Norma Jean Coon, formerly associated with the organization called ‘Roman Catholic Women Priests’ (RCWP), has repented of her past claimed ordination to the deaconate, and has returned to full communion with the Catholic Church. The CDF and her local Bishop have acknowledged that there are not, at the present time, any sanctions (interdict or excommunication) against her. The Church has always welcomed repentant sinners back to the fold of the flock.
However, an interesting question has been raised by Canon Edward Peters in his post Norma Jean Coon, excommunication, reconciliation, and the National Catholic Reporter and in this follow-up post Varia: Coon’s sanctions, Ferraro’s funeral, and Corapi’s case. Peters questions whether Coon was ever excommunicated under Canon Law, since the Canon that excommunicates anyone who invalidly attempt to ordain a woman, and the woman who invalidly attempts to receive it, was established subsequent to her particular invalid attempted reception of ordination [decree].
Peters: “On the one hand, Canon 1378, as it applied when Coon underwent her ‘ordination’ in July of 2007, did not criminalize the simulation of holy Orders, let alone did it impose an automatic excommunication for such simulation. The automatic excommunication for the attempted ordination of women that canon law knows today did not go into effect until May 2008, some ten months after Coon’s deed.”
In my view, Norma Jean Coon was automatically excommunicated when she invalidly attempted to receive the Sacrament of Holy Orders. At the time of that act, Canon Law contained a sentence of automatic excommunication (latae sententiae) for heresy and schism:
Canon 751: “Heresy is the obstinate denial or obstinate doubt after the reception of baptism of some truth which is to be believed by divine and Catholic faith; apostasy is the total repudiation of the Christian faith; schism is the refusal of submission to the Supreme Pontiff or of communion with the members of the Church subject to him.”
Canon 1364 §1: “an apostate from the faith, a heretic, or a schismatic incurs a latae sententiae excommunication.”
The organization that calls itself ‘Roman Catholic Women Priests’ (RCWP) is a schismatic organization. RCWP claims to be run by women bishops and women priests. They invalidly attempt the ordination of women as bishops, priests, and deacons. Their alleged bishops are not in communion with the Holy See, nor with any of the faithful Bishops of the Church. This organization is in a state of formal schism, as well as heresy.
By invalidly attempting to receive Holy Orders from a woman leader of RCWP, Coon committed formal schism from the Church. She therefore incurred automatic excommunication for the sin of schism. She may well have committed formal schism prior to that act, by formally joining RCWP, even apart from invalid attempted ordination.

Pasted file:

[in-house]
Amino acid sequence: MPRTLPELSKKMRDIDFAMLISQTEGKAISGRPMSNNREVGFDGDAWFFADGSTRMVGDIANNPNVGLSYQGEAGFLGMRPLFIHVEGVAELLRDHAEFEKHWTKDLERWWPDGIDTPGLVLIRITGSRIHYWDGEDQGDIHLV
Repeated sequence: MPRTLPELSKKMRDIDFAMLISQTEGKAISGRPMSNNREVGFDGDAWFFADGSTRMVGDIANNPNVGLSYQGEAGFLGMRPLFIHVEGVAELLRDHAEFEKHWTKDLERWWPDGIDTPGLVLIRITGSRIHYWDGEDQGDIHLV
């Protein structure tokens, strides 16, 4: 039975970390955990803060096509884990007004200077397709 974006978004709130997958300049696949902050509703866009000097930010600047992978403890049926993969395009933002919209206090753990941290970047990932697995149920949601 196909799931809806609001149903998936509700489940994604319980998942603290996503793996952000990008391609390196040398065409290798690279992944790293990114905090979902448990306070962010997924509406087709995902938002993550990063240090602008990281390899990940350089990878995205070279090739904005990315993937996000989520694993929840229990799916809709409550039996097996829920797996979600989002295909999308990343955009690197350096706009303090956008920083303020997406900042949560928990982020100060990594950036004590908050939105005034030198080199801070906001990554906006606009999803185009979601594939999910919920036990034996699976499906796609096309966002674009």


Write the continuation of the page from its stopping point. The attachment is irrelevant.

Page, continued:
In addition, by invalidly attempting to receive Holy Orders from a woman in RCWP who claims to be a Bishop, she was publicly expressing the sin of formal heresy, by her obstinate refusal to believe the infallible teaching of Tradition, Scripture, Magisterium that the true Church lacks the authority to ordain women to the priesthood, and therefore also to the Episcopate (Ordinatio Sacerdotalis, n. 4). In other words, her public act revealed her firm heretical belief that a woman can be an ordained Bishop. The teaching of the Magisterium that women cannot be ordained as priests or bishops is infallible under the ordinary and universal Magisterium. It is one of those teachings that must be believed with divine and catholic faith (Vatican I, chap. 3, n. 8; Canon 750). So she was automatically excommunicated for the sin of formal heresy also.
This sentence of automatic excommunication for apostasy, heresy, and schism is in Canon Law. But under the eternal moral law, these three types of sin inherently excommunicate the sinner from the Church, even if there were (and when there was) no such Canonical penalty. The very nature of each of these sins (apostasy, heresy, schism), committed with full knowledge and full deliberation by any baptized Catholic Christian, necessarily cuts the sinner off from the Church. These are the only three sins that inherently excommunicate the sinner, apart from Canon Law. The very nature of each of these sins separates the sinner from communion with the Church because each of these sins is a direct grave sin against that communion. So even if there were no such penalty in Canon Law, Coon would still have been excommunicated under the eternal moral law.